Small Voices, Big Dreams 2015

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Posted on 11/10/2015

Children should be seen AND heard.

Selene, 10, Mexico

Selene, 10, Mexico

“Sometimes parents don’t feel like they had a chance to be free because they had children. I think that’s one of the reasons they mistreat children.”

These are the words of Selene, a 10-year-old girl from Mexico, who spoke to us for the sixth annual Small Voices, Big Dreams survey. Commissioned by ChildFund Alliance, including its U.S. member, ChildFund International, the poll reached nearly 6,000 children from 44 countries, including the United States. This year, children from both developed and developing nations answered questions about their sense of safety. The survey results are launched each Universal Children’s Day, Nov. 20.

The conversations with children during the survey highlighted their particular insights into why they are unsafe and what it would take to make them safe. In short, we learned this: Children want to be seen and heard — and valued. And they want it to start at home.

“Parents should treat children’s big mistakes as small and their small mistakes as none,” says Van, 11, from Vietnam. Thien, another 11-year-old boy from Vietnam, says, “If it’s the child’s fault, please explain to him. Don’t beat him.”

Thien, 11, Vietnam

Thien, 11, Vietnam

Sometimes the world expects things from children that it shouldn’t. For a family living in extreme poverty, a child may be perceived as a burden, or as a source of free labor, or as a commodity to be married off for a bride price. ChildFund works with parents and communities to transform how they see their children — as learners and contributors, as blessings worthy of care and attention. This idea is, in fact, a central part of our mission: In addition to helping children improve their own lives, we also work to encourage their families, communities and even their governments to circle around and promote “the worth and rights of children.” Not just their rights, but their worth.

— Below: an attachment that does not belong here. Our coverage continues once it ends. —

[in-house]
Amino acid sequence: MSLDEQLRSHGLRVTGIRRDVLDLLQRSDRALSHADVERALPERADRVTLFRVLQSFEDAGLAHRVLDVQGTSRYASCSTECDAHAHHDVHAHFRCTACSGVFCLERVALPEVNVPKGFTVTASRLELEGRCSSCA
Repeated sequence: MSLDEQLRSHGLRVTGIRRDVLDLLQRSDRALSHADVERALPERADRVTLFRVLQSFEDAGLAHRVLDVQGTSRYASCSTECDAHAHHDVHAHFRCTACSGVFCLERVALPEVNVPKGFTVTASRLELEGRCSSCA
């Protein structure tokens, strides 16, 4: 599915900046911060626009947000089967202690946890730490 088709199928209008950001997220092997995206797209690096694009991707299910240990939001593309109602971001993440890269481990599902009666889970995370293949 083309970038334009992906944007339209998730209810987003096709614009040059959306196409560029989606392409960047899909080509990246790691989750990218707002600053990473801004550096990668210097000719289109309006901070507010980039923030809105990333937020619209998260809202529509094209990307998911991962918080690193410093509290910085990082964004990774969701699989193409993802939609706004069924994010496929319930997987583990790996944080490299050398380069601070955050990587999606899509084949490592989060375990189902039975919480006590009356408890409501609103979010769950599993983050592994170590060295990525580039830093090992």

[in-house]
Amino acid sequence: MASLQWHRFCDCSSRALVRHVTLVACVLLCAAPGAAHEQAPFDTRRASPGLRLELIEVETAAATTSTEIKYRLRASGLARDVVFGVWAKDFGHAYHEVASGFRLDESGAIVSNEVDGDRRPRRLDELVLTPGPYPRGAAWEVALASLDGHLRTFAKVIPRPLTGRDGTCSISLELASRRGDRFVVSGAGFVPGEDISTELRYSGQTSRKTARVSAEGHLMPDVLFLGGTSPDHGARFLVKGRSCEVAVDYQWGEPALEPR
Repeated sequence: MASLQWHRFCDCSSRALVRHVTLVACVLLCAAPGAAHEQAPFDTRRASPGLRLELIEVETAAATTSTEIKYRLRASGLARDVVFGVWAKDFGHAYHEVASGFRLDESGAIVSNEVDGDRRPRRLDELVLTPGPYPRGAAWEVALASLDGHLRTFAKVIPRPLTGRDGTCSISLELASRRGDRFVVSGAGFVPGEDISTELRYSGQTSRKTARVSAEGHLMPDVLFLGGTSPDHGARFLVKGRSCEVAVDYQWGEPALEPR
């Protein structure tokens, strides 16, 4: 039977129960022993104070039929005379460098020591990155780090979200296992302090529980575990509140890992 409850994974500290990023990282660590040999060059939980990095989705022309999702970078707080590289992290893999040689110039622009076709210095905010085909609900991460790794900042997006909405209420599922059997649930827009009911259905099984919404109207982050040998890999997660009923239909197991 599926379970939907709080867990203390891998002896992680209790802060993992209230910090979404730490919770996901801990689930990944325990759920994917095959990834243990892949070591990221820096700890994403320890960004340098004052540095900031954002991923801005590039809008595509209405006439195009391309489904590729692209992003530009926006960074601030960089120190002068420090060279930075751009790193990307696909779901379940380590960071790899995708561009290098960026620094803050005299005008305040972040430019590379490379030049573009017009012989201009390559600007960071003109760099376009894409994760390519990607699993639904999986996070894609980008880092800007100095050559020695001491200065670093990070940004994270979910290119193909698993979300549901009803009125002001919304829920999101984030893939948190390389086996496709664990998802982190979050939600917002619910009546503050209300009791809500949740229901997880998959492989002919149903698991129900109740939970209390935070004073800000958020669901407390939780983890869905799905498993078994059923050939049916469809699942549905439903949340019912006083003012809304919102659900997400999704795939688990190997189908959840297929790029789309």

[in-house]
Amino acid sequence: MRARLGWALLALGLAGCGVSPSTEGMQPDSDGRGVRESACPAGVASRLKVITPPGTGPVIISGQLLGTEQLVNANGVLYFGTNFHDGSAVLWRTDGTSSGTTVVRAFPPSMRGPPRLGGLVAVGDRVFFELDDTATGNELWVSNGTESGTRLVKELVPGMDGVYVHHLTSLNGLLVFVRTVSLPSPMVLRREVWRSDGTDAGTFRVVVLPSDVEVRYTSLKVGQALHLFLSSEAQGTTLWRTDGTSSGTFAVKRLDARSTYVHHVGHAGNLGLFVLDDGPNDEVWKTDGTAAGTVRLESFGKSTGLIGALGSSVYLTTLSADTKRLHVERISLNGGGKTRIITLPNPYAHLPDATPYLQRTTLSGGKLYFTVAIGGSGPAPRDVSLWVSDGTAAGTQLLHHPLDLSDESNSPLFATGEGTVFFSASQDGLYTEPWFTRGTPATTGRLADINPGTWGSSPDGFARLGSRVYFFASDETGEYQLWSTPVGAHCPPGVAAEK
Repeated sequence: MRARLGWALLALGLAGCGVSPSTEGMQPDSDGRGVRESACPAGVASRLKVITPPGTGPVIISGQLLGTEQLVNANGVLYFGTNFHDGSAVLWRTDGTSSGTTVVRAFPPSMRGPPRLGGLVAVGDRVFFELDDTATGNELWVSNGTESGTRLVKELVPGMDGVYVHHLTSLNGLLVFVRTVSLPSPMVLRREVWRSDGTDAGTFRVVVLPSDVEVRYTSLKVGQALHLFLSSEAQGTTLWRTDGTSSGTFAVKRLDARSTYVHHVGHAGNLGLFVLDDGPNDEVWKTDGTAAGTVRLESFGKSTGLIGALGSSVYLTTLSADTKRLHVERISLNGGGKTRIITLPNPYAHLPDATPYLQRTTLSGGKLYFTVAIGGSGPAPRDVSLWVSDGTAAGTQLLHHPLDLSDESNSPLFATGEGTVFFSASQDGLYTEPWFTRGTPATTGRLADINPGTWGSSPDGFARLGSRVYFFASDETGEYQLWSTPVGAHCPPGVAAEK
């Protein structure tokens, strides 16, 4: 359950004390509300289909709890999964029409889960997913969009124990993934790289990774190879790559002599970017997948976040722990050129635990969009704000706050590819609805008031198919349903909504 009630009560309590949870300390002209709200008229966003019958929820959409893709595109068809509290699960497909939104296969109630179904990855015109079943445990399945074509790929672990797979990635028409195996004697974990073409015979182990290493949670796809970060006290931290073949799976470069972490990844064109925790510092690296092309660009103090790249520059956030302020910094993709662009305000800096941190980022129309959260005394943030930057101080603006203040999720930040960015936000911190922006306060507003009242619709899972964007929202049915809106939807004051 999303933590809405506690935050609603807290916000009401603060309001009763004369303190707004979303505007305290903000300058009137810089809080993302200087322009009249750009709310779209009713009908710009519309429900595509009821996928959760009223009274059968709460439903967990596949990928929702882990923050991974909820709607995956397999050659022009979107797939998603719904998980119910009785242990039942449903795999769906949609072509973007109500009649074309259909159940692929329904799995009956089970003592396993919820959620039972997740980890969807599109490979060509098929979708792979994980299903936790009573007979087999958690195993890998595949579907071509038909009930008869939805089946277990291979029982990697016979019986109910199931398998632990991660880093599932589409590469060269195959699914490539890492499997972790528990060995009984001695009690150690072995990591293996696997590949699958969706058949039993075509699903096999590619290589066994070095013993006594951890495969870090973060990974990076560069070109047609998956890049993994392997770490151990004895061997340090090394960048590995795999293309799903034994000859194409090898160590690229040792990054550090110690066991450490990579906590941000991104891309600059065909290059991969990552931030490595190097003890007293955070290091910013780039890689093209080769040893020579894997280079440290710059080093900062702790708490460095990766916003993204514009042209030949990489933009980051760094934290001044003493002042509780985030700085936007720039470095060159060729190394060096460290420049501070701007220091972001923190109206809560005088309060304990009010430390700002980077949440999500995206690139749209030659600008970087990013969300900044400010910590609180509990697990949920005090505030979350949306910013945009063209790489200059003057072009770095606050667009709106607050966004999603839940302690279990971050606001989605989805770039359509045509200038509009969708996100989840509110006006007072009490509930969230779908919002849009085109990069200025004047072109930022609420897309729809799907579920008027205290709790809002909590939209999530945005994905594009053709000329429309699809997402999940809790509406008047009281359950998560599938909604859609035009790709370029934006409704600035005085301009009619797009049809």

That’s exactly what children in both developed and developing countries are asking of adults: to see their value — to listen to them, and to respect them. “We need to educate adults,” says Noelia, age 12, from Bolivia. “There should be stronger laws to protect children. Abusers should go to jail. Otherwise, what does it mean when we say, ‘free from harm’? Our parents should be with us to take care of us.”

Jesuthas, 10, Sri Lanka

Jesuthas, 10, Sri Lanka

Selene’s insight at the beginning of this story, about why adults abuse children, might be unexpected coming from a little girl of 10 who suffers from health problems and learning difficulties. But her wisdom shines forth nevertheless, and this may very well be thanks to her mother’s support at home: “Kids always hit me a lot at school,” Selene says. “Since I have a disease, they make fun of me all the time — they tell me that I’m sick, that I’m really dumb. But as my mom says, they will pay for that, not me.”

The Data Report

In English: Small Voices, Big Dreams 2015
In Spanish: Pequeñas Voces, Grandes Sueños 2015
Small Voices Big Dreams Infographic

Jesuthas, a 10-year-old from Sri Lanka, sums up a key message of Small Voices, Big Dreams: “If we are loved by parents and others, we will do no harm.” And Jesuthas knows about harm. He lost part of his right arm in a shell blast that hit his house during Sri Lanka’s civil war that ended in 2009.

Children should be seen and heard — and known and loved fully. It’s what will keep them safe, and it’s what they’re asking for, again and again, the world over. They have so much to give in return.

Read the Small Voices, Big Dreams 2015 report and learn more about what nearly 6,000 remarkable young people have to say.